I saw a picture on facebook that disparaged what happened Founders Pad after UF took over the space. What only weeks before had bean bag couches, ping-pong tournaments and had a distinct lack of cubicles turned into a farm of cubicles and meeting agendas. There was quite a long thread that all agreed that what was done was quite unfortunate and was the very opposite of what a good startup needed- the corporate culture was not conducive to the embodiment of a startup. I contend that by limiting what you think is conducive to your startup, it is not the space that limits your fledgling idea, it is your own bias.
A little history: I was once an intern for Grooveshark in the very room that is so very disconcerting. It was a full year ago, and I visited very rarely, but I have at least spend an amount of time there. After the internship at a startup incubator, I did the antithesis of what I had at GS: I wrote a resume, cover letter, applied for and eventually got a job at UF, the largest employer in Gainesville by far. This about-face has taught me a lot, and changed my opinion of a few things, one of them being that a space defines your level of creativity, collaboration, and/or ability to be productive.
Now I have a desk in an environment with a half-dozen developers and a designer. I have a workday that starts at 8am and ends at 5, and I have meetings. Lots of meetings. Yet I am able to be productive, collude with other developers, invent and innovate. I have managed to be the driving force behind the UF official app, and the continuing development of new additions to it thanks to student feedback, as well as jump into a new phonegap app with angular(amongst actual web developing).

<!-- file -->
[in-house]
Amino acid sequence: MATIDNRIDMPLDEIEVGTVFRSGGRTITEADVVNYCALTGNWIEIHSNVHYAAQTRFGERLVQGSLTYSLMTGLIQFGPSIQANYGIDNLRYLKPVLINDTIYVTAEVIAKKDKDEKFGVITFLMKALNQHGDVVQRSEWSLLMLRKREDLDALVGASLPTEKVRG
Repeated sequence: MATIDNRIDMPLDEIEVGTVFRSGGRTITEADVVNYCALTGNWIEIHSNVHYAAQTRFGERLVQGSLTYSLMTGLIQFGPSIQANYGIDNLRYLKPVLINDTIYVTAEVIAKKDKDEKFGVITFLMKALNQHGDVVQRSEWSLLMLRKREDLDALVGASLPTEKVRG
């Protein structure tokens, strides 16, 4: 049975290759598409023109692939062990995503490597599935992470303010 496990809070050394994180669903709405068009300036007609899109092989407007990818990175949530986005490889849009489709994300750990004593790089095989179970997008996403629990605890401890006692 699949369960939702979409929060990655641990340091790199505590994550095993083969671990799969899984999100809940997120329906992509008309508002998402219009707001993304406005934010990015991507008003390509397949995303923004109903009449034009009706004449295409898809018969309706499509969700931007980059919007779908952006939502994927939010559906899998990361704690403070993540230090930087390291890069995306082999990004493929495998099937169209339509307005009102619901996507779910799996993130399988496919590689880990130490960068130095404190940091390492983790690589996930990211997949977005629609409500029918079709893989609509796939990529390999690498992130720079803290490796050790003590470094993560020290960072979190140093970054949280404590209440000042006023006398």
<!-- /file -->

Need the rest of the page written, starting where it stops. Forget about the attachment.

Then I take a look at startups today, or at least the ones I can glance at here in Gainesville. My situation is the nightmare many in this society, and they have been granted full license to do as they please with the space they are provided. I see ideas half-baked, apps that are bogged down longer in a lack of bureaucracy than any project I have worked on(which is rife with paperwork), and implementations never finished, only talked about.
Naturally there are opposite anecdotes to all of this but my point remains: the space should not define the product. If I were to guess what makes a good space is not the atmosphere defined by the things, or the walls, but the people. It shouldn’t matter if you are in a cubicle farm or an ever-hip abandoned dirigible hangar if the people that you surround yourself are kind, open, honest and helpful.
That all said, I still find that most of my best development moments and breakthrough happen at a coffee shop. There must be something about the smell of beans, terrible music and the drone of a dozen conversations that shoves my brain in a higher gear.